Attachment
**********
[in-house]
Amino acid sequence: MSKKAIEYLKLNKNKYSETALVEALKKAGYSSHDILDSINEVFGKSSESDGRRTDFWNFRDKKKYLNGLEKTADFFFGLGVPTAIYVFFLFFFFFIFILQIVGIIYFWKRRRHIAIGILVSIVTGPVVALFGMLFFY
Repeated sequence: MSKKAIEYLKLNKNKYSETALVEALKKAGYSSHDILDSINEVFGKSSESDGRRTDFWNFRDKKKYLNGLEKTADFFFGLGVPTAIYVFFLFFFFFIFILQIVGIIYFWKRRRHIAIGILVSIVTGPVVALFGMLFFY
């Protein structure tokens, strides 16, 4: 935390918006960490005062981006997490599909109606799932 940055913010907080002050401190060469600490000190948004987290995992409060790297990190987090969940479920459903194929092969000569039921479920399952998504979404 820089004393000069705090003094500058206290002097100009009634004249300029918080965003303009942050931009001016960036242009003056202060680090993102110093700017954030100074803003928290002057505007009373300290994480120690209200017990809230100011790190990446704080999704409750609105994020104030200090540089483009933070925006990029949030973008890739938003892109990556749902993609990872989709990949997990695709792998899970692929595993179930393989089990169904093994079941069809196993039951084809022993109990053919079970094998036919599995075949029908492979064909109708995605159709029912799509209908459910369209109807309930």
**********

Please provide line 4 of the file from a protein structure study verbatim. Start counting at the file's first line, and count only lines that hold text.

């Protein structure tokens, strides 16, 4: 935390918006960490005062981006997490599909109606799932 940055913010907080002050401190060469600490000190948004987290995992409060790297990190987090969940479920459903194929092969000569039921479920399952998504979404 820089004393000069705090003094500058206290002097100009009634004249300029918080965003303009942050931009001016960036242009003056202060680090993102110093700017954030100074803003928290002057505007009373300290994480120690209200017990809230100011790190990446704080999704409750609105994020104030200090540089483009933070925006990029949030973008890739938003892109990556749902993609990872989709990949997990695709792998899970692929595993179930393989089990169904093994079941069809196993039951084809022993109990053919079970094998036919599995075949029908492979064909109708995605159709029912799509209908459910369209109807309930």